for the legal profession to tackle our affordability problem for everyday people.

Two recent commentaries in the New York Times and the Atlantic challenge us to re-examine our profession’s longstanding assumptions on this question, and offer a good jumping off point for discussion.

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February 1, 2019

A Make or Break Issue for Access to Justice

Whether an issue is a challenge or an opportunity is often simply a matter of perception. As Winston Churchill once put it, “The pessimist sees difficulty in every opportunity, the optimist sees opportunity in every difficulty.” Over the CBF’s first 70 years, we have taken pride in confronting challenges head on and converting them into opportunities, and that has led to a number of significant innovations and long-term improvements in access to justice.

But sometimes an issue really is both a challenge and an opportunity at the same time. There is one such issue for access to justice looking ahead, a central one where our legal community will need to lead the way in striking the right balance if we are to reach the ultimate goal of a legal system that is truly fair and accessible for all.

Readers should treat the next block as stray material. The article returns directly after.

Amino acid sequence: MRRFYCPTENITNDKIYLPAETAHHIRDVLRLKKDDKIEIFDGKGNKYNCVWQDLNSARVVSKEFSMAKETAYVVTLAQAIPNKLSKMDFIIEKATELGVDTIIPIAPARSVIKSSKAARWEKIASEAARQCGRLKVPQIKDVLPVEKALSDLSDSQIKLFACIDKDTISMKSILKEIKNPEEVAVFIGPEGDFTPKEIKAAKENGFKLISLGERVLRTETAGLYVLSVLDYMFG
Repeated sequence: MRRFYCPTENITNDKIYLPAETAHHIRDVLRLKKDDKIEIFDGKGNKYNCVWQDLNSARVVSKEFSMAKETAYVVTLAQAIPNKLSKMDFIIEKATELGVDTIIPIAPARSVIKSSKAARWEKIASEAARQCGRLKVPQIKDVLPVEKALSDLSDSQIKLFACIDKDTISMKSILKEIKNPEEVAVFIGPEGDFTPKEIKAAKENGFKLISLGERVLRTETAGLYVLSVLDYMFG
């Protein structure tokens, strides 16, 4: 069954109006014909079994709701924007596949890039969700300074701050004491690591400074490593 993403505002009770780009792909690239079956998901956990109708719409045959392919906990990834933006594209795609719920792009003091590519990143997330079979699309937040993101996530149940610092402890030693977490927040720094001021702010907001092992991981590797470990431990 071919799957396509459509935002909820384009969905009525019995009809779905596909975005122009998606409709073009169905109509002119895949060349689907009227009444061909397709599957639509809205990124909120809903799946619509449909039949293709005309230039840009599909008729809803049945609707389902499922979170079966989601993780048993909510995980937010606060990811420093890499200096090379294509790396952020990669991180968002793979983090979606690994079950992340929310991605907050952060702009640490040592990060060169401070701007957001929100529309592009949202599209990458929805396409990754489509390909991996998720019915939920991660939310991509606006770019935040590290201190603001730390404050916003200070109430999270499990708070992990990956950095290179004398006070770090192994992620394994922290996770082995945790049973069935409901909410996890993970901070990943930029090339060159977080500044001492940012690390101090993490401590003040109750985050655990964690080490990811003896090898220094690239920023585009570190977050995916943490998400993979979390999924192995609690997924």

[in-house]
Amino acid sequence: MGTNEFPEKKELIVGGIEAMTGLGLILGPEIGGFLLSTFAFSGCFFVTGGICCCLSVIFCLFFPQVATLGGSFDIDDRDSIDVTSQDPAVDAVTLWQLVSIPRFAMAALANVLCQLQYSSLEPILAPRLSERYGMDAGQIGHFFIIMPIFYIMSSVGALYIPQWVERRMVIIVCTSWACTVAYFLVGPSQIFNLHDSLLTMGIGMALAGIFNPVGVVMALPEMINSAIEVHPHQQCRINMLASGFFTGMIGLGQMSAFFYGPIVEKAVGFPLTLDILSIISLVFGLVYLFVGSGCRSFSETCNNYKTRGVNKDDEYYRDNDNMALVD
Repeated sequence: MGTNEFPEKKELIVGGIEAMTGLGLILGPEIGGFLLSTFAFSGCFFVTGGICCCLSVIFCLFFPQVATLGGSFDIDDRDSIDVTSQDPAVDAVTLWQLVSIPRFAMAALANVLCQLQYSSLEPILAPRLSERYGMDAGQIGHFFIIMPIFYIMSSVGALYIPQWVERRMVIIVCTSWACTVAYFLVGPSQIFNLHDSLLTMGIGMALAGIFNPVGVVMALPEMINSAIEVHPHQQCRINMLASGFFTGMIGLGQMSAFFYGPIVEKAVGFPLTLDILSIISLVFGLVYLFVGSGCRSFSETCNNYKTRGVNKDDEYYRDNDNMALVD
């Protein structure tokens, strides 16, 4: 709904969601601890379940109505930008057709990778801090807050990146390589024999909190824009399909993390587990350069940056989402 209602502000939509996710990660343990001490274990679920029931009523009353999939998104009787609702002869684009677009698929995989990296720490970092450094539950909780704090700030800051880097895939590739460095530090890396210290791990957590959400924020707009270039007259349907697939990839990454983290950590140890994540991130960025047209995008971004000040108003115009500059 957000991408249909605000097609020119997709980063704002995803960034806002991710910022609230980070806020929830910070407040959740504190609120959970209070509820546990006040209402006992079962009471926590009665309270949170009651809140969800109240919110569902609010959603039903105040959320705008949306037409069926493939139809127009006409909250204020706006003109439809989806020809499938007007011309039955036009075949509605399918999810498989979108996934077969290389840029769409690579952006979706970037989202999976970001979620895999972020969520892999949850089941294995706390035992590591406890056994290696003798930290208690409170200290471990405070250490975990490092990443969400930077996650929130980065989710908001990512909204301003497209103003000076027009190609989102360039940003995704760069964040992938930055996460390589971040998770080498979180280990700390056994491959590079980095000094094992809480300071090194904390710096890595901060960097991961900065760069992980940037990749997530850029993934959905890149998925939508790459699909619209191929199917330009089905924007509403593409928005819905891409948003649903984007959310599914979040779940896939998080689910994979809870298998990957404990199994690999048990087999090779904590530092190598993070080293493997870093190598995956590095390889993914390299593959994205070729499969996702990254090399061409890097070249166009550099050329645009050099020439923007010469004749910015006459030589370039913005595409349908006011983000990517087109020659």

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December 20, 2018

2019 Resolution—Time to Tackle our Affordability Problem for Everyday People

Lawyers often joke that they couldn’t afford themselves if they ran into a serious legal problem. While that is (usually) an exaggeration when a lawyer says it, it reflects a reality we all know to be true for most people in our community. It was not always like this, but somewhere along the way our profession managed to price the proverbial “regular guy” out of the market for most legal services.

As lawyers, we like to think of ourselves as problem solvers. This time the problem is us, and in 2019 we all need to make it a priority to solve it.

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November 5, 2018

Pricing for Access to Justice

The billable hour is dead! You’ve likely seen this headline a time or two over the past couple of years, and for good reason. As CBF Executive Director Bob Glaves pointed out in his 2016 blog post on pricing, we’ve largely priced the proverbial regular guy, and even ourselves sometimes, out of the market for […]